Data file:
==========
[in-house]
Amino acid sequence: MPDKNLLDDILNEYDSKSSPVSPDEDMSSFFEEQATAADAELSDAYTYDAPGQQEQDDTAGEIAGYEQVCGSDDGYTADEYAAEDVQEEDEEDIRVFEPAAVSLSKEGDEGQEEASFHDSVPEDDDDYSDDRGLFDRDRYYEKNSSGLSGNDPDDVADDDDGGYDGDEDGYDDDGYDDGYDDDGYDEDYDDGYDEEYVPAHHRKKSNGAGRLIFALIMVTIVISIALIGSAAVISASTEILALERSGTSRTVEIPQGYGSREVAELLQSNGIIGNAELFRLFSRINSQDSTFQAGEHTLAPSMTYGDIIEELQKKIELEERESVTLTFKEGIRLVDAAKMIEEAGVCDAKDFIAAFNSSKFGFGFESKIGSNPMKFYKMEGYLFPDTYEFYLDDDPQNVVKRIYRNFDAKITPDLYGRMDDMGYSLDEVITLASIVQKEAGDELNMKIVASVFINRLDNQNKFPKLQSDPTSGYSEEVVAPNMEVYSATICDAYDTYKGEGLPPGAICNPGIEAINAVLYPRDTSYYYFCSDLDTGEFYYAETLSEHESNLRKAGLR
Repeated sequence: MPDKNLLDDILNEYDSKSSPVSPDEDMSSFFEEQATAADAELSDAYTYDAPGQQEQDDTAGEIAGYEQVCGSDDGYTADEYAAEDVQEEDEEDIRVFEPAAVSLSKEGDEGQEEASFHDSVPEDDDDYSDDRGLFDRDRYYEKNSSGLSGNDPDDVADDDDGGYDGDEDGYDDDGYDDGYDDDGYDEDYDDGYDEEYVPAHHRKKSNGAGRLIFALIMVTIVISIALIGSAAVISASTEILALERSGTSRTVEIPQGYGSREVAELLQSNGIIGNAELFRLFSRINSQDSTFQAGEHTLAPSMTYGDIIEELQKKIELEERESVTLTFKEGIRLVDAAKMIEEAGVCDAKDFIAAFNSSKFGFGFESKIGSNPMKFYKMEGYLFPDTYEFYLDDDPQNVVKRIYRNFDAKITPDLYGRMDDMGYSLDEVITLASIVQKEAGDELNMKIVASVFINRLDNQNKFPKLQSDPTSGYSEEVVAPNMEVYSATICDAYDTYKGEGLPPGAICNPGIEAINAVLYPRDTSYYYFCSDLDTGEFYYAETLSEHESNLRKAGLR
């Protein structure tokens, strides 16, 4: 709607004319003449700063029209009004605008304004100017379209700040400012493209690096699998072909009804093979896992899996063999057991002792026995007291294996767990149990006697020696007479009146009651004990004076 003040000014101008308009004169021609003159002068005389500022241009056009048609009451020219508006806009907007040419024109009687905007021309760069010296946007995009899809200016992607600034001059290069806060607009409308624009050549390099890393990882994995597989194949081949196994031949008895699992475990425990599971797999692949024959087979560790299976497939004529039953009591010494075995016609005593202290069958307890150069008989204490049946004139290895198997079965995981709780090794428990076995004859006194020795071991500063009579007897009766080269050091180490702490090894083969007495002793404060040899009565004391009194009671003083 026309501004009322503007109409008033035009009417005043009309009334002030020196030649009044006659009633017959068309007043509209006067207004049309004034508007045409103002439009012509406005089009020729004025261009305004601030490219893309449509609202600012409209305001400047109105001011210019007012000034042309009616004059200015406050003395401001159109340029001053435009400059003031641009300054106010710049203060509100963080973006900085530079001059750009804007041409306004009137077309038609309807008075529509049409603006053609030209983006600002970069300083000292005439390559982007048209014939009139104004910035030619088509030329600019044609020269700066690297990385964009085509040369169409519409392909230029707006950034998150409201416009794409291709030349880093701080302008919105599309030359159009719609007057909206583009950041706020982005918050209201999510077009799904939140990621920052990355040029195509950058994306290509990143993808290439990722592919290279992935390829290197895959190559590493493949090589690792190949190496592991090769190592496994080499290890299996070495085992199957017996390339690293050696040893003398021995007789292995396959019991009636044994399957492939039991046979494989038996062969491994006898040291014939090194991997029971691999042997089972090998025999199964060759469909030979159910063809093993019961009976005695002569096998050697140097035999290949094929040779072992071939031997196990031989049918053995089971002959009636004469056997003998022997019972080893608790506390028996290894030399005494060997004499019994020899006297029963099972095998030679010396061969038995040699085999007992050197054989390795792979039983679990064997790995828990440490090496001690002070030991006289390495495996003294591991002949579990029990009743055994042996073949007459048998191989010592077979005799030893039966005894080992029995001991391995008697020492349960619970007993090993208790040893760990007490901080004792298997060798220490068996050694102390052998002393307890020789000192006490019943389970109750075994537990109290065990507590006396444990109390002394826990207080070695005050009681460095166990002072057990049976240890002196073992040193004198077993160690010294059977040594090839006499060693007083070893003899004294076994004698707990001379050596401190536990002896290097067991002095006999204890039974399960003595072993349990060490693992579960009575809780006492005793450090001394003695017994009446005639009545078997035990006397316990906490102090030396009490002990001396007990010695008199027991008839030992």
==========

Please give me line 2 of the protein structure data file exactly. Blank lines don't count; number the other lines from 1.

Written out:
Amino acid sequence: MPDKNLLDDILNEYDSKSSPVSPDEDMSSFFEEQATAADAELSDAYTYDAPGQQEQDDTAGEIAGYEQVCGSDDGYTADEYAAEDVQEEDEEDIRVFEPAAVSLSKEGDEGQEEASFHDSVPEDDDDYSDDRGLFDRDRYYEKNSSGLSGNDPDDVADDDDGGYDGDEDGYDDDGYDDGYDDDGYDEDYDDGYDEEYVPAHHRKKSNGAGRLIFALIMVTIVISIALIGSAAVISASTEILALERSGTSRTVEIPQGYGSREVAELLQSNGIIGNAELFRLFSRINSQDSTFQAGEHTLAPSMTYGDIIEELQKKIELEERESVTLTFKEGIRLVDAAKMIEEAGVCDAKDFIAAFNSSKFGFGFESKIGSNPMKFYKMEGYLFPDTYEFYLDDDPQNVVKRIYRNFDAKITPDLYGRMDDMGYSLDEVITLASIVQKEAGDELNMKIVASVFINRLDNQNKFPKLQSDPTSGYSEEVVAPNMEVYSATICDAYDTYKGEGLPPGAICNPGIEAINAVLYPRDTSYYYFCSDLDTGEFYYAETLSEHESNLRKAGLR